A game I love is Magic: the Gathering. One of the mechanics I enjoy the most is deck building. There are tens of thousands of cards to choose from spanning decades. Each deck you make is therefore highly personalized and allows for a large sense of self expression. The card pool additionally allows for a huge amount of variation and replayability. Since each game has four players, and each player has a very personalized deck of 100 different cards, games pretty much never play out the same way.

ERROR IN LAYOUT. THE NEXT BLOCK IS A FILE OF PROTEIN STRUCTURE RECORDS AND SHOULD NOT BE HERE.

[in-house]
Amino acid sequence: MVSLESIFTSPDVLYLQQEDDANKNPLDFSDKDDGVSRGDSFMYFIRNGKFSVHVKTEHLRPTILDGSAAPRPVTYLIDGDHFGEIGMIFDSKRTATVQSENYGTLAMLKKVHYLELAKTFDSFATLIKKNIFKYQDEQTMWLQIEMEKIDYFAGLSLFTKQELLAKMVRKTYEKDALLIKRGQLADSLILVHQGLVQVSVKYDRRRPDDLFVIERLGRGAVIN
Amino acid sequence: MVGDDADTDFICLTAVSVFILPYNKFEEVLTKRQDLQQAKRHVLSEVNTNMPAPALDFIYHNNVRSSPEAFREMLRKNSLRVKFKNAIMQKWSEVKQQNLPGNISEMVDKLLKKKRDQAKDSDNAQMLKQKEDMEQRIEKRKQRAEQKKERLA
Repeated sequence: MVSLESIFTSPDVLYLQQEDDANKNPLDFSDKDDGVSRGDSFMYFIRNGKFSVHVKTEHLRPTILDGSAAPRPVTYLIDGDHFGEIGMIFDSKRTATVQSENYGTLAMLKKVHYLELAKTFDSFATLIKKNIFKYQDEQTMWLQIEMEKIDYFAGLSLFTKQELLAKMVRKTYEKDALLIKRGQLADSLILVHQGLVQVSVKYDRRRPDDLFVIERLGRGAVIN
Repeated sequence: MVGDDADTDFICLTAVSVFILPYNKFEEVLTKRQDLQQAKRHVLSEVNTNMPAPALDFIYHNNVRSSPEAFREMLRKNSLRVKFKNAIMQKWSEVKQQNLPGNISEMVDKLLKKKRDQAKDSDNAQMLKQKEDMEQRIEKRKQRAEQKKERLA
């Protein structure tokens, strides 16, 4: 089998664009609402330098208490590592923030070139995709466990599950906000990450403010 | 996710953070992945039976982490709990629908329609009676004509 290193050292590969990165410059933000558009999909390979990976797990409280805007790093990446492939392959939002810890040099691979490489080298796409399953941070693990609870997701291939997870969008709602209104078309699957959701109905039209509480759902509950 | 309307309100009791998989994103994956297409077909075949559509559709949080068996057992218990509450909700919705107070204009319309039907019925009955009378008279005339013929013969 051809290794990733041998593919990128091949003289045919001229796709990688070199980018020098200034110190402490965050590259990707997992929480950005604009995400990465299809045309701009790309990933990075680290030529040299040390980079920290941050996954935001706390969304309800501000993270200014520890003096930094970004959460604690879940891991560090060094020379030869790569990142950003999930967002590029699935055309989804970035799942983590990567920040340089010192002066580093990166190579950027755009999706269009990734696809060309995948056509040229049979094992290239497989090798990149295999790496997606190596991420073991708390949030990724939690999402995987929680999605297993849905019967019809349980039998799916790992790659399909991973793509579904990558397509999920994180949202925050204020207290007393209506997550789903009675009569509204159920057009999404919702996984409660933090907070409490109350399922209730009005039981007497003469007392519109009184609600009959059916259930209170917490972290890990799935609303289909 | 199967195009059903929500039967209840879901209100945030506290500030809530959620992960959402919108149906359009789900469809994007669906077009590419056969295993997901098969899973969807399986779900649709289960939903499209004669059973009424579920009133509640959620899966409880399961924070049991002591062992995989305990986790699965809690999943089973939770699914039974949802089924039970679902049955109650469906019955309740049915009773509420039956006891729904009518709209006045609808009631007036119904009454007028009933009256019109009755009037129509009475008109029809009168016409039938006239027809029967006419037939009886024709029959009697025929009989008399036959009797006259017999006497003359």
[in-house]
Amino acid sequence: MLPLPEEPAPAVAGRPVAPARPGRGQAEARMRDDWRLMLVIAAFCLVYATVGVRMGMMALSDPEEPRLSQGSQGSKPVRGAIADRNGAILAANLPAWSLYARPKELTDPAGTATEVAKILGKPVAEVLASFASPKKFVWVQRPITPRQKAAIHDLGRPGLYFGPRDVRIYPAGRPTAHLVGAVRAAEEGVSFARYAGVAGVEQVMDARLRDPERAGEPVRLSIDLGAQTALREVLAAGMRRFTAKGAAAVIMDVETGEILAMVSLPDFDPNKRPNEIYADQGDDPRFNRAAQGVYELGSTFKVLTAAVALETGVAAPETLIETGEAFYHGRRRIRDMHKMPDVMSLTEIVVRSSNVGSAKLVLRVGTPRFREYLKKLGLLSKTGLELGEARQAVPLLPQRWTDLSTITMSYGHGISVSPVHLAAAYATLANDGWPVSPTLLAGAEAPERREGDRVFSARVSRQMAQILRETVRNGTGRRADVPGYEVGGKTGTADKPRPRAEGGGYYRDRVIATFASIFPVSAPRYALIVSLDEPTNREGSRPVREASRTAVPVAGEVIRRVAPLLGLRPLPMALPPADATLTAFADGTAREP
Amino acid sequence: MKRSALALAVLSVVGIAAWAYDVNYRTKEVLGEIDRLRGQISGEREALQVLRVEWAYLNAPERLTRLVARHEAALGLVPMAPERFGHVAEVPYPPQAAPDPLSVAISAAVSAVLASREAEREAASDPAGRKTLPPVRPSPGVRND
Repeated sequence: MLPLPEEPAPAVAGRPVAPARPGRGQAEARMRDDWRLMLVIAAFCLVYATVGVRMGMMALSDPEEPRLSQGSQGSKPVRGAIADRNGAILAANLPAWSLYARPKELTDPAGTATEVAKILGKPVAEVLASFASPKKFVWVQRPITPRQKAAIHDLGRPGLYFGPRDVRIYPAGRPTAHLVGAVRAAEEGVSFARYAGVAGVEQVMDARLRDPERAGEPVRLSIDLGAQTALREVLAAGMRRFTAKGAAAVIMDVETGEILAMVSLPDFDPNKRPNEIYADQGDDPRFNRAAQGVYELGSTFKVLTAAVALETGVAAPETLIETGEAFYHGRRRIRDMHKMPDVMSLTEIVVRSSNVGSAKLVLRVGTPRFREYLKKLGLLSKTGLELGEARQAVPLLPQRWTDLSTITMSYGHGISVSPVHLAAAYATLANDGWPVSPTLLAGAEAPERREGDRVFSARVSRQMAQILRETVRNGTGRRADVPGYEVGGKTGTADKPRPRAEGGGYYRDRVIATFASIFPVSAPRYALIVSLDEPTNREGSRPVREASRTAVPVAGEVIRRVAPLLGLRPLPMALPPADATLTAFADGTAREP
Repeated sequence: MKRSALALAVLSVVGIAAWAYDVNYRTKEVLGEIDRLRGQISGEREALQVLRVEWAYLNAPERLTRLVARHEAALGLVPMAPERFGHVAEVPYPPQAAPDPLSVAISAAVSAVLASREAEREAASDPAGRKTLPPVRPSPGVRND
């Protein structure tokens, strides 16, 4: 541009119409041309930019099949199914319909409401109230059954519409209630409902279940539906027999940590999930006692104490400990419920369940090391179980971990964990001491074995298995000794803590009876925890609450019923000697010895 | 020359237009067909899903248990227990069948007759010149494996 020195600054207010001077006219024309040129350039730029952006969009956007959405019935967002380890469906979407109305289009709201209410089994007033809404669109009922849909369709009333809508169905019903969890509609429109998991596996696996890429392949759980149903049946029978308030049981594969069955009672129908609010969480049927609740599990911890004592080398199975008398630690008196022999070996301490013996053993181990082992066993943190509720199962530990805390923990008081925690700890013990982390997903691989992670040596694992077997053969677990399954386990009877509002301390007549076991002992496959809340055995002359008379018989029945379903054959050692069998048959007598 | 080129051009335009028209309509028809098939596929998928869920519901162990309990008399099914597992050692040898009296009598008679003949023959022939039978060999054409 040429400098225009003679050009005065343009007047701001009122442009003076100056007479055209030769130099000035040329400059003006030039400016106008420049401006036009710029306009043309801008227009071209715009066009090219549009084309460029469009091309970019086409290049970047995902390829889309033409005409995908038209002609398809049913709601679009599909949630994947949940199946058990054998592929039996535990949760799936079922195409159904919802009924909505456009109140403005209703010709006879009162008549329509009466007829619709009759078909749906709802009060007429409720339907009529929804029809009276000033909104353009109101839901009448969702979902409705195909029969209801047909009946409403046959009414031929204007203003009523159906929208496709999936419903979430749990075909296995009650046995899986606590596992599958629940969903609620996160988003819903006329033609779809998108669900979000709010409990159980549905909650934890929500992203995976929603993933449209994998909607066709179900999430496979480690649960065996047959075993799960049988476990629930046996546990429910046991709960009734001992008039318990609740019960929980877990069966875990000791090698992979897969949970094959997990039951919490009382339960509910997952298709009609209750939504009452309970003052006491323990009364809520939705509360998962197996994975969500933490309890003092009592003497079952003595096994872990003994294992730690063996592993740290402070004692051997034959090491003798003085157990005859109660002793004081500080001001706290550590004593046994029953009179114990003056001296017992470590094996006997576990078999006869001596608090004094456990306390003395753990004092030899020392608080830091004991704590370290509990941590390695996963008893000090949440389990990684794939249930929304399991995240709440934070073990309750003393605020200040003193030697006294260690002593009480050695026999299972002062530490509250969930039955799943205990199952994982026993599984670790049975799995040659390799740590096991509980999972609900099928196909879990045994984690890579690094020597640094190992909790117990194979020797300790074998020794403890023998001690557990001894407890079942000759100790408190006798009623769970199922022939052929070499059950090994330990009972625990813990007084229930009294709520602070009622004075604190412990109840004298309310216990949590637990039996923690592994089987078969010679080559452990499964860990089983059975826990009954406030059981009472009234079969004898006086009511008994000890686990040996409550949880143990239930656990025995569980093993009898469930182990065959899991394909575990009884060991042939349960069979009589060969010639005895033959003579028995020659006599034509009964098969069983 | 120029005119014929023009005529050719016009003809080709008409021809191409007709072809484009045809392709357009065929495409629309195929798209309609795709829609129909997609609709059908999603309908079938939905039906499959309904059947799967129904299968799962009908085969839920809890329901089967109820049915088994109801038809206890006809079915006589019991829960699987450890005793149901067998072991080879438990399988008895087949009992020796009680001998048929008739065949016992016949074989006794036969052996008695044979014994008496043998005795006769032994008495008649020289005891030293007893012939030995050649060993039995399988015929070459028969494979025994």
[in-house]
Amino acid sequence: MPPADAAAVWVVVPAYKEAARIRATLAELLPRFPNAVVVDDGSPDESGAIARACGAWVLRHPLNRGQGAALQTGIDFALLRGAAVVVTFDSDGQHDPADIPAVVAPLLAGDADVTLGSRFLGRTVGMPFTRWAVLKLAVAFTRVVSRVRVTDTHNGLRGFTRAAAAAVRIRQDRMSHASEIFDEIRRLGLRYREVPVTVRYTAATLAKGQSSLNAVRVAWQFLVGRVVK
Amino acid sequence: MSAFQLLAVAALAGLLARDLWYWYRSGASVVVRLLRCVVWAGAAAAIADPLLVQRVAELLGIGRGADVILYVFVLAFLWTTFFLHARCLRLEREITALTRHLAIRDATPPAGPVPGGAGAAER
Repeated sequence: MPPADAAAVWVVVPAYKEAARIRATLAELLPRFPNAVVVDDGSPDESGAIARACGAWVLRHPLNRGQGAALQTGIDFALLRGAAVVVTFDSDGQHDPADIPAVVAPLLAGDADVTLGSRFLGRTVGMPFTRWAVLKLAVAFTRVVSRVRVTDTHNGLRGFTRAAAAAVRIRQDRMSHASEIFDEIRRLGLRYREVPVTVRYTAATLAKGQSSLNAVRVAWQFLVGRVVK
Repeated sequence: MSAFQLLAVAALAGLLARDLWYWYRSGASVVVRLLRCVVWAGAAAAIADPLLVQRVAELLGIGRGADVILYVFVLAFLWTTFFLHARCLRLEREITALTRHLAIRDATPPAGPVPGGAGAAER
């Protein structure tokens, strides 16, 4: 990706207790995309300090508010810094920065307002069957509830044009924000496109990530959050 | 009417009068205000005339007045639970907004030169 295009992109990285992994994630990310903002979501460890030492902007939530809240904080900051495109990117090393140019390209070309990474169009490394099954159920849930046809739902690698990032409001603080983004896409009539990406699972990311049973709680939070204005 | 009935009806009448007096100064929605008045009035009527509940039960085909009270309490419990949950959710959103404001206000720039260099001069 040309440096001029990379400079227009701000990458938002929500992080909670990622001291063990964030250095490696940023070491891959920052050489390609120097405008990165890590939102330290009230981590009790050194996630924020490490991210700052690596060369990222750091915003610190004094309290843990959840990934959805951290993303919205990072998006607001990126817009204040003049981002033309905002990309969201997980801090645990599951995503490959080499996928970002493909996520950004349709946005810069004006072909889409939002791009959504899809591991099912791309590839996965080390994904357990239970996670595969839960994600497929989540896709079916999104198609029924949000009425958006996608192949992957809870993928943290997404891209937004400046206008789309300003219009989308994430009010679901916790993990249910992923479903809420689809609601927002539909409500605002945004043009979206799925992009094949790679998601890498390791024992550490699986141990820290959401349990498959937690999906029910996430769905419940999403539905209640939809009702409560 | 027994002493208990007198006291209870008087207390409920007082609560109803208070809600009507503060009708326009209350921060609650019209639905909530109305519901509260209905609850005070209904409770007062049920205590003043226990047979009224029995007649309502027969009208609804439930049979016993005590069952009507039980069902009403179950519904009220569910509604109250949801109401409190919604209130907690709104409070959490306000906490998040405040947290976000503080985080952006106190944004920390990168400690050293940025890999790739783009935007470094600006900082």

Another mechanic that makes the game what it is is the “lands” mechanic, which is heavily tied in to the game’s flavor. Imagine you are a powerful spellcaster (in this case, a witch, with a small hut in a forest). Each day, to cast spells, you explore the forest, looking for ingredients to put into your brew. You steadily learn more about the forest you live in, getting power from the different locations around you. Each player in MTG is a spellcaster that draws power from the terrain around them, represented by land cards. For instance, you might play mountain cards, or swamp cards. These lands allow you to draw different types of power that do different things. And each player gets more and more land as the game continues, giving them more and more power, so that by the late game they are doing world-shaking things, but during the early game they might simply be summoning small minions. This allows for a sense of progression that makes magic games interesting and flavorful.